What was the beginning of your business like – any hardships to overcome to open your doors?
I started Bite in my living room — without any sort of business or dentistry background — so there was a huge learning curve. In the beginning, I was working full-time as a TV producer and spent my nights taking open source chemistry classes online. And my morning commutes were filled with business and startup audiobooks.
I built the first version of the website on a free template from Shopify by drag-and-dropping product photos that I took on my iPhone. Looking back, it looked pretty terrible, and even the first formula of tablets tasted pretty bad. My long-term boyfriend (and now co-founder) completely redesigned the site and homed in on the brand.
While creating the formula that we use for Bite today, I tried hundreds of different ingredients — I bought two tablet presses, then bottled, labeled and packed every order myself. I’ve revamped the formula countless times, making small tweaks and improvements each time. We’re constantly iterating.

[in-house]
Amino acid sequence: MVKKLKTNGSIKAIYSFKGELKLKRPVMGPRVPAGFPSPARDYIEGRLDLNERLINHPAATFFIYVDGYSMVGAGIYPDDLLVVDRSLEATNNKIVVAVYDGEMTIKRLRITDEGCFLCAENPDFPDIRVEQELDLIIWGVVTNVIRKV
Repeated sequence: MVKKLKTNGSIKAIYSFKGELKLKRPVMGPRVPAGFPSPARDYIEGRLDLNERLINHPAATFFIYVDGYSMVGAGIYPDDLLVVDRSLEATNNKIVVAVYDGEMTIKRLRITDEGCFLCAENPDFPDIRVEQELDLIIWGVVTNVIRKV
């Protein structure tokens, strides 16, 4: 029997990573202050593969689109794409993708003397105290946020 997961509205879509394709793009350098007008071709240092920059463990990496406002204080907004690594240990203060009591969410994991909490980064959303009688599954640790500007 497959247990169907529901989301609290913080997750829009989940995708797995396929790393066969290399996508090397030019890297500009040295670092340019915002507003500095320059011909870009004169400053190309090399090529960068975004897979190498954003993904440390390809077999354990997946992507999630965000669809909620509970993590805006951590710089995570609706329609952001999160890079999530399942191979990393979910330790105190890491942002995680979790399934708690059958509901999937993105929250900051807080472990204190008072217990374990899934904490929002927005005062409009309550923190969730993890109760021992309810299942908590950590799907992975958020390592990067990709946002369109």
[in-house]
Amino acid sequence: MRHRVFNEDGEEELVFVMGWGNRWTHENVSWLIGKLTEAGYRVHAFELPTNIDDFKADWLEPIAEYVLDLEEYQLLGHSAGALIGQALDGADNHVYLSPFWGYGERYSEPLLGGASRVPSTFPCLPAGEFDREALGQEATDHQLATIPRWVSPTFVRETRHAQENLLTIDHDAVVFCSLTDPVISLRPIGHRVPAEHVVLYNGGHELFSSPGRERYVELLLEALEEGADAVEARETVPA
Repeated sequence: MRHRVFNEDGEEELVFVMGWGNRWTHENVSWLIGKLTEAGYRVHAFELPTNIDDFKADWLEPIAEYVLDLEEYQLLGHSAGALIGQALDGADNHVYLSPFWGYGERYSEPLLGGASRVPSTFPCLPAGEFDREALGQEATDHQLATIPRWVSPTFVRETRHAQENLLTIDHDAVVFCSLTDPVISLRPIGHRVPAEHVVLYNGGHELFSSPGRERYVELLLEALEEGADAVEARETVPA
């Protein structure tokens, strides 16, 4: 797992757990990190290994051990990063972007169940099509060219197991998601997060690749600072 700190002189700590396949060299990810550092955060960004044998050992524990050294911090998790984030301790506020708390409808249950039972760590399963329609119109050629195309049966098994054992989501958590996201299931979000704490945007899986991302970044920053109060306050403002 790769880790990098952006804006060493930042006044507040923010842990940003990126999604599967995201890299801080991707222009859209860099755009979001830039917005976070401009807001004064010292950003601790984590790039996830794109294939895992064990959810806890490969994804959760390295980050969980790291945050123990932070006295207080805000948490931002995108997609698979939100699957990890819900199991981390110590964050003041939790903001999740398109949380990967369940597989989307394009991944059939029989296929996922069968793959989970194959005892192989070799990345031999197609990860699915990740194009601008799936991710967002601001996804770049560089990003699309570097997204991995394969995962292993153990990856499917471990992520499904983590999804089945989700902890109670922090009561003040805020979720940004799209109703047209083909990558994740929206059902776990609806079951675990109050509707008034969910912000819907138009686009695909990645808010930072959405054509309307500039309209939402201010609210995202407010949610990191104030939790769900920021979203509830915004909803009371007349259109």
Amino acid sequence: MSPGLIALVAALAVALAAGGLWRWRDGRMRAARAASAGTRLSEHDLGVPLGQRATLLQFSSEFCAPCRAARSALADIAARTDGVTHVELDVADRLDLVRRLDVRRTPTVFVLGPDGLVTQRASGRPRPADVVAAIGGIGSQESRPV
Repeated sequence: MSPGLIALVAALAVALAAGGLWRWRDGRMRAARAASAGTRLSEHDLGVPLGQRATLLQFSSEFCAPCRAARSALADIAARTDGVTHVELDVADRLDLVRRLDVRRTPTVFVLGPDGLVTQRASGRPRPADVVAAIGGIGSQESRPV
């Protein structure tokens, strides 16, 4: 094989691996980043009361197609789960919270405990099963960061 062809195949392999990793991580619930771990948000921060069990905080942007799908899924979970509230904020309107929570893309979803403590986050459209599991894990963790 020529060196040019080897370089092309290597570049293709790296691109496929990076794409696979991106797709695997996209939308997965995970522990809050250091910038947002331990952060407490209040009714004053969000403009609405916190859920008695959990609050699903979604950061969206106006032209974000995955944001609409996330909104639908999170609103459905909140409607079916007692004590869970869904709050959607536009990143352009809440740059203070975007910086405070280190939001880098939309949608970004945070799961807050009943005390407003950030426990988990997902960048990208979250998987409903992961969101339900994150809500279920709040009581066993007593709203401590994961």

Where there any surprise costs that caught you off guard?
Fulfillment costs were a slap in the face. I had been packing and sending all the orders myself, and hauling all the packages to the post office in the back of my little Prius. When we grew to the point where that no longer made sense, we started looking into fulfillment companies where they package and ship orders for brands. It was mind-blowing to me how expensive this was.
Our margins took a hit and the transition was not easy. We have since adjusted to this expense, but I’d really advise anyone starting a company to look into fulfillment pricing and build this into your margins right off the bat.